21. Rivers, “ ‘Strangers and Pilgrims,’ ” 194.

22. Dreyer, Frederick, “Faith and Experience in the Thought of John Wesley,” American Historical Review 87 (1983): 1230.

23. Jackson, Lives, l:xii.

24. Sometimes there was a further crisis of travail and relief when experiencing “entire sanctification,” though the preachers were understandably often more reticent to speak of this until drawn out by others. See for example the cases of John Haime and William Hunter in Telford, Wesley's Veterans, 1:56–58 and 4:177–79; Jackson, Lives, 1:269–311 and 2:240–61.

25. Arminian Magazine 2 (1779): 77–89, 129–6; Telford, Wesley's Veterans, 1:197–251; Jackson, Lives, 2:48–106.

26. Telford, Wesley's Veterans, 1:205; Jackson, Lives, 2:56.

27. Telford, Wesley's Veterans, 1:242–43; Jackson, Lives, 2:89.

28. Indeed, the preachers' lives do not refer to Wesley's Aldersgate experience as a model for their own conversion. Even in Methodist history subsequent to Wesley, Aldersgate figured less prominently in the nineteenth century than in the twentieth. See further, Jean Miller Schmidt,“‘Strangely Warmed’: The Place of Aldersgate in the Methodist Canon,” in Aldersgate Reconsidered, ed. Maddox, 109–119.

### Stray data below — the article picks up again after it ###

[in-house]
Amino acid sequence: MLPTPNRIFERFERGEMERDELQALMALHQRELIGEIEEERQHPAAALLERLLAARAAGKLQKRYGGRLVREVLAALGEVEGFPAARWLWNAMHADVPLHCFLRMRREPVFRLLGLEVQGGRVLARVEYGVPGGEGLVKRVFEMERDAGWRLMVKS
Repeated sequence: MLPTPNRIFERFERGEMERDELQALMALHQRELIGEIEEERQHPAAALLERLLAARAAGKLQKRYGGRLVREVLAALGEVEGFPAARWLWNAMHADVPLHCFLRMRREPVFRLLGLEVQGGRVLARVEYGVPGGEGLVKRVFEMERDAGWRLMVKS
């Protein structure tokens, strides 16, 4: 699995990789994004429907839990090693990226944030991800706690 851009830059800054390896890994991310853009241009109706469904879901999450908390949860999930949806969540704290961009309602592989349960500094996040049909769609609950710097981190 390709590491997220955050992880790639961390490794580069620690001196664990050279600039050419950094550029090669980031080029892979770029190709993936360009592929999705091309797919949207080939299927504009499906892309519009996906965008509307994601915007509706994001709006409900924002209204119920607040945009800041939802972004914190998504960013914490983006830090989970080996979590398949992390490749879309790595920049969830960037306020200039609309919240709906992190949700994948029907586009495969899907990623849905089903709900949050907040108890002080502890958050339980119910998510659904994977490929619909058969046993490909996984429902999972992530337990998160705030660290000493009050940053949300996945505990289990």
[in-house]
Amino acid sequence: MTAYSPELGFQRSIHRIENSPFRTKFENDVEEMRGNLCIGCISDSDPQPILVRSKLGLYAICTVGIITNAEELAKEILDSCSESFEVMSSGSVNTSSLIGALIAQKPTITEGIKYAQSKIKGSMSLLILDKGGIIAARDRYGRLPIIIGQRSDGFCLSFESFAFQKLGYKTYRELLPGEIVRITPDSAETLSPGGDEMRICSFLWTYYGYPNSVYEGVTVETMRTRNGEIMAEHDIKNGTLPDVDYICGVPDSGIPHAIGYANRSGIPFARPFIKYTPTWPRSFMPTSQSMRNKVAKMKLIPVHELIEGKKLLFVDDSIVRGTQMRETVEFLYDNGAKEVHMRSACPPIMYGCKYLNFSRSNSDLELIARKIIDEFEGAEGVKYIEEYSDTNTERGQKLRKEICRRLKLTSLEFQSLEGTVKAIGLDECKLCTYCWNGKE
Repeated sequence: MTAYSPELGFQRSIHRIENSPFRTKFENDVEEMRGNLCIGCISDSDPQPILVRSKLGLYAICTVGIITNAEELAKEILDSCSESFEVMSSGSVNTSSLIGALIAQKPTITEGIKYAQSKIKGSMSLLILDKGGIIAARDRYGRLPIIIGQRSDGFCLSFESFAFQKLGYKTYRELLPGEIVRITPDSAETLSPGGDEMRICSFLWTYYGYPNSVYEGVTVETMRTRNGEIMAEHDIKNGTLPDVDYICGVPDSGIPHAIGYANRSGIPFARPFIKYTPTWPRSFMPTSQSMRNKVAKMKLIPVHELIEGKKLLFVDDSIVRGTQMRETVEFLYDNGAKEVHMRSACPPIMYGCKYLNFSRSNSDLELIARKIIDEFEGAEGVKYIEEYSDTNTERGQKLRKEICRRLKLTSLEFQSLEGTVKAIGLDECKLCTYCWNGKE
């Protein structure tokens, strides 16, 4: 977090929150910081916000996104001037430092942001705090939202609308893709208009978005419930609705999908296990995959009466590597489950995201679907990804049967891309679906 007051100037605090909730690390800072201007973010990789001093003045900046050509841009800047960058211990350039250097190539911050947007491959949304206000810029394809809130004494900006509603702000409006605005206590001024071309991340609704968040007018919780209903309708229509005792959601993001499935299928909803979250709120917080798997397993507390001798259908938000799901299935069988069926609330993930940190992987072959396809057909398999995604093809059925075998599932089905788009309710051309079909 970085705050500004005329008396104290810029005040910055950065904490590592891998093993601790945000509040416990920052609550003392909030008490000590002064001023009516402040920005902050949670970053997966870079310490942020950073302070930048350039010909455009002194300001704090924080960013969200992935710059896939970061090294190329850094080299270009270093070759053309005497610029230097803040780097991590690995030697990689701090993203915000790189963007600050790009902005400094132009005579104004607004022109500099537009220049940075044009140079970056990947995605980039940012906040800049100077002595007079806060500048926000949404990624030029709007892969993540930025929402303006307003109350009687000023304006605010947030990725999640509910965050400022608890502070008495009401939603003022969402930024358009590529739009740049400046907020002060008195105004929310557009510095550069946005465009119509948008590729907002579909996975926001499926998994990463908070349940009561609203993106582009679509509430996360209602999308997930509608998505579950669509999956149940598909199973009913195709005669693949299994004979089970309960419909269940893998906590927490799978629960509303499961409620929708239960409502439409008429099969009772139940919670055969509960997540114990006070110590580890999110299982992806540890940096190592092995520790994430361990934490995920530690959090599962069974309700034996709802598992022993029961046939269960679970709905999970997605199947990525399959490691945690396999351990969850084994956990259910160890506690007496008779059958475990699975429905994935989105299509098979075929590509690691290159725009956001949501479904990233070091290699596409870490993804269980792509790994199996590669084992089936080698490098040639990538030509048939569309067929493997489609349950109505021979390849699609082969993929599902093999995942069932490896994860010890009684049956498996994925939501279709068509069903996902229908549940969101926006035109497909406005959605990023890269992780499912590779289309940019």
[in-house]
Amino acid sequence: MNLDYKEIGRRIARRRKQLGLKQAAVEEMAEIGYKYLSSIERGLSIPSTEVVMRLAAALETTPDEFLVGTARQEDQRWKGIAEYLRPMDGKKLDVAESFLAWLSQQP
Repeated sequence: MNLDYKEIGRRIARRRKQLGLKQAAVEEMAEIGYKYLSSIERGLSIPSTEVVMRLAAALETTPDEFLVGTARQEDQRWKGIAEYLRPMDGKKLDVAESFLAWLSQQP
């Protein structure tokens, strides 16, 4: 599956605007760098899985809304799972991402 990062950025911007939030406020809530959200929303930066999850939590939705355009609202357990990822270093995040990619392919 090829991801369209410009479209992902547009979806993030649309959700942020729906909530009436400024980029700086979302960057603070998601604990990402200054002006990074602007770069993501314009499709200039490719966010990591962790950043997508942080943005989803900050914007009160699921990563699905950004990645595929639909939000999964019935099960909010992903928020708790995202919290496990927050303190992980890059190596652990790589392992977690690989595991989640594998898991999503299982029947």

29. See Heitzenrater, “Great Expectations,” 84–91.

30. Rivers, “ ‘Strangers and Pilgrims,’ ” 192–96.

31. Rivers, “ ‘Strangers and Pilgrims,’ ” 195–96.

32. Rivers, “ ‘Strangers and Pilgrims,’ ” 195.

33. I discuss the epistolary form in more detail in Hindmarsh, D. B., John Newton and the English Evangelical Tradition (Oxford: Clarendon, 1996), 2934, 243–47

34. Jackson, Thomas, ed., The Journal of the Rev. Charles Wesley, 2 vols. (London: John Mason, 1849), entry for 21 May 1738.